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Religion, Spirituality, and Mental Health: Page 2 of 3

Religion, Spirituality, and Mental Health: Page 2 of 3

Anxiety, religion, and spirituality

Given the ubiquity of anxiety and religion, it is surprising how little research has been done with respect to the relationship between the two. The investigation of religious and spiritual issues in anxiety lags behind research on mental disorders such as depression and psychosis. Religious beliefs, practices, and coping may increase the prevalence of anxiety through the induction of guilt and fear. On the other hand, religious beliefs may provide solace to those who are fearful and anxious. Studies on anxiety and religion have yielded mixed and often contradictory results that may be attributed to a lack of standardized measures, poor sampling procedures, failure to control for threats to validity, limited assessment of anxiety, experimenter bias, and poor operationalization of religious constructs.27

Some studies have examined the relationships between religiosity and specific anxiety disorders such as obsessive-compulsive disorder and posttraumatic stress disorder (PTSD). Contrary to the views of Freud,28 who saw religion as a form of universal obsessional neurosis, the empirical evidence suggests that religion is associated with higher levels of obsessional personality traits but not with higher levels of obsessional symptoms. Religion may encourage people to be scrupulous, but not to an obsessional extent.29,30 Although religion has been found to positively affect the ability to cope with trauma and may deepen one’s religious experience, others have found that religion has little or negative effect on symptoms of PTSD.31

The relationships between generalized anxiety and religious involvement appear to be complex. In a comprehensive review of the relationship between religion and generalized anxiety in 7 clinical trials and 69 observational studies, Koenig and colleagues8 found that half of these studies demonstrated lower levels of anxiety among more religious people, 17 studies reported no association, 7 reported mixed results, and 10 suggested increased anxiety among the more religious.

A person’s strong religious beliefs may facilitate coping with existential issues whereas those who hold weaker beliefs or question their beliefs may demonstrate heightened anxiety.32 These contradictory findings may be accounted for by the fact that researchers have used diverse measures of religiosity. Other studies have focused on death anxiety. Research conducted in the United States and abroad points to denominational differences as well as to differential effects of religion and spirituality and emphasizes the complex relationships between religious and cultural factors.33 Studies on anxiety and religion to date have emphasized cognitive aspects of anxiety as opposed to the physiological aspects. Future studies should include physiological parameters.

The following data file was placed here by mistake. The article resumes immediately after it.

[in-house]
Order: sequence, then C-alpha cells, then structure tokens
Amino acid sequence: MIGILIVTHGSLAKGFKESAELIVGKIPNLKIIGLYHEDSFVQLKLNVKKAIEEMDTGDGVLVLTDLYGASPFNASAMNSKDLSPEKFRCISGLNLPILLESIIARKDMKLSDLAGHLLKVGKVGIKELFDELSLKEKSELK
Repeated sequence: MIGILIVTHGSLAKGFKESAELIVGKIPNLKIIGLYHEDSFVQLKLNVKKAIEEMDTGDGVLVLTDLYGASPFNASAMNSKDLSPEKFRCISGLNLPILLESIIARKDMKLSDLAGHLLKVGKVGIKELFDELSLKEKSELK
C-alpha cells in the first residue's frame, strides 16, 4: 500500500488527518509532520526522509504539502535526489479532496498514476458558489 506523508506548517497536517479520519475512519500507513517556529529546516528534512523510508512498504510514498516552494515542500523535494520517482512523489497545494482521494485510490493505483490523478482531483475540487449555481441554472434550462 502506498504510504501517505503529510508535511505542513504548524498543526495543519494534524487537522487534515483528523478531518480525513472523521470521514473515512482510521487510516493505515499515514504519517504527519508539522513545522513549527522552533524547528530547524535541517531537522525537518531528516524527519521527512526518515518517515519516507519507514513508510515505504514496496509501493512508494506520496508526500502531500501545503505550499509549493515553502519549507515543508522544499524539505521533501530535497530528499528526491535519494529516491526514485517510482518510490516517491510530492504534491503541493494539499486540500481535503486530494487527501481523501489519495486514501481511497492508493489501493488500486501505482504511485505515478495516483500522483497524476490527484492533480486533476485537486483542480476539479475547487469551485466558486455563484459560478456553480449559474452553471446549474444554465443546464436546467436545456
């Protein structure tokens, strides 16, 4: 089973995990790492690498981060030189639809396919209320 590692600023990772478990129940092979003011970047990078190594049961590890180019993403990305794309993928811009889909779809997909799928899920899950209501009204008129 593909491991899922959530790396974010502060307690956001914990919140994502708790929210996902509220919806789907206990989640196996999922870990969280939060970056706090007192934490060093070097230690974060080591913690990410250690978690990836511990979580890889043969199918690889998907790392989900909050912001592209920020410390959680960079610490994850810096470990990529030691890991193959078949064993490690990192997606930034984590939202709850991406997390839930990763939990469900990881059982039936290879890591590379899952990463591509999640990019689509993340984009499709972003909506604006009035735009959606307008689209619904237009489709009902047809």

A number of pathways have been discussed in the literature through which religion/spirituality influence depression/anxiety: increased social support; less drug abuse; and the importance of positive emotions, such as altruism, gratitude, and forgiveness in the lives of those who are religious. In addition, religion promotes a positive worldview, answers some of the why questions, promotes meaning, can discourage maladaptive coping, and promotes other-directedness.

Religion and coping in schizophrenia

Research in schizophrenia and religion has predominantly examined religious delusions and hallucinations with religious content. Recently, however, religion as a coping strategy and factor in recovery has been the subject of growing interest.34 Religious delusions have been associated with poorer outcomes, poorer adherence to treatment, and a more severe course of illness.35

A number of studies suggest that religious beliefs and practices can be a central feature in the recovery process and reconstruction of a functional sense of self in psychosis.36 On the other hand, Mohr and colleagues37 found that although religion instilled hope, purpose, and meaning in the lives of some persons with psychosis, for others, it induced spiritual despair. Patients also reported that religion lessened psychotic symptoms and the risk of suicide attempts, substance use, nonadherence to treatment, and social isolation.

Substance abuse

Given that most religions actively discourage the use of substances that adversely affect the body and mind, it is unsurprising that studies generally indicate strongly negative associations between substance abuse and religious involvement. In a review of 134 studies that examined the relationships between religious involvement and substance abuse, 90% found less substance abuse among the more religious.8 These findings are corroborated by more recent national surveys and studies in alcohol and drug use in African Americans, Hispanic Americans, and Native Americans that similarly indicate negative associations between religious involvement and substance abuse.38-41

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